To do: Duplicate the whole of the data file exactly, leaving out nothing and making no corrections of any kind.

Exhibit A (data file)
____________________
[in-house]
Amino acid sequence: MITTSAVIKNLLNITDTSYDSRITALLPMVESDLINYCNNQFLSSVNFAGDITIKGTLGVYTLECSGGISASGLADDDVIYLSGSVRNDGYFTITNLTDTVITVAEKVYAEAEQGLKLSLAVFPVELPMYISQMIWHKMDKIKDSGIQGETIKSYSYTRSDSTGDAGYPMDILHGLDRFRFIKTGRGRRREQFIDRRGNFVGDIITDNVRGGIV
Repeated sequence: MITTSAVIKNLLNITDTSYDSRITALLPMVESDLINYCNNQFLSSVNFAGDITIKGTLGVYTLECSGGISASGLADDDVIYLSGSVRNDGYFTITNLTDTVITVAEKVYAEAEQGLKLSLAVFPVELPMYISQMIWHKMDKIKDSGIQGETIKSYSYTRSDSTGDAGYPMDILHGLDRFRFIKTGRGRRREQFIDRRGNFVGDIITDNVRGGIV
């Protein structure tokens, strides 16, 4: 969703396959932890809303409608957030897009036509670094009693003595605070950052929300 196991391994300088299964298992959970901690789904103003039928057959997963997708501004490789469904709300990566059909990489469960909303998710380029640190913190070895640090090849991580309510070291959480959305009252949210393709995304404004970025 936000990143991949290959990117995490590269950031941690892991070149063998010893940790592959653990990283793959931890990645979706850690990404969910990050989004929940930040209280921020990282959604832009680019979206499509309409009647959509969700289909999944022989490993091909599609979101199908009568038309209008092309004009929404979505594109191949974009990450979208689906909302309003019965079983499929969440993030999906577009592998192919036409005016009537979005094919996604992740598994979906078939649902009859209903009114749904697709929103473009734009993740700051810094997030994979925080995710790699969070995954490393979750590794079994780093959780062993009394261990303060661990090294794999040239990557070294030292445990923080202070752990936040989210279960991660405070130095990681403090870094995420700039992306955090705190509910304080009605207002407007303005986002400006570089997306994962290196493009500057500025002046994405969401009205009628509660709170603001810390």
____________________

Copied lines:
[in-house]
Amino acid sequence: MITTSAVIKNLLNITDTSYDSRITALLPMVESDLINYCNNQFLSSVNFAGDITIKGTLGVYTLECSGGISASGLADDDVIYLSGSVRNDGYFTITNLTDTVITVAEKVYAEAEQGLKLSLAVFPVELPMYISQMIWHKMDKIKDSGIQGETIKSYSYTRSDSTGDAGYPMDILHGLDRFRFIKTGRGRRREQFIDRRGNFVGDIITDNVRGGIV
Repeated sequence: MITTSAVIKNLLNITDTSYDSRITALLPMVESDLINYCNNQFLSSVNFAGDITIKGTLGVYTLECSGGISASGLADDDVIYLSGSVRNDGYFTITNLTDTVITVAEKVYAEAEQGLKLSLAVFPVELPMYISQMIWHKMDKIKDSGIQGETIKSYSYTRSDSTGDAGYPMDILHGLDRFRFIKTGRGRRREQFIDRRGNFVGDIITDNVRGGIV
């Protein structure tokens, strides 16, 4: 969703396959932890809303409608957030897009036509670094009693003595605070950052929300 196991391994300088299964298992959970901690789904103003039928057959997963997708501004490789469904709300990566059909990489469960909303998710380029640190913190070895640090090849991580309510070291959480959305009252949210393709995304404004970025 936000990143991949290959990117995490590269950031941690892991070149063998010893940790592959653990990283793959931890990645979706850690990404969910990050989004929940930040209280921020990282959604832009680019979206499509309409009647959509969700289909999944022989490993091909599609979101199908009568038309209008092309004009929404979505594109191949974009990450979208689906909302309003019965079983499929969440993030999906577009592998192919036409005016009537979005094919996604992740598994979906078939649902009859209903009114749904697709929103473009734009993740700051810094997030994979925080995710790699969070995954490393979750590794079994780093959780062993009394261990303060661990090294794999040239990557070294030292445990923080202070752990936040989210279960991660405070130095990681403090870094995420700039992306955090705190509910304080009605207002407007303005986002400006570089997306994962290196493009500057500025002046994405969401009205009628509660709170603001810390």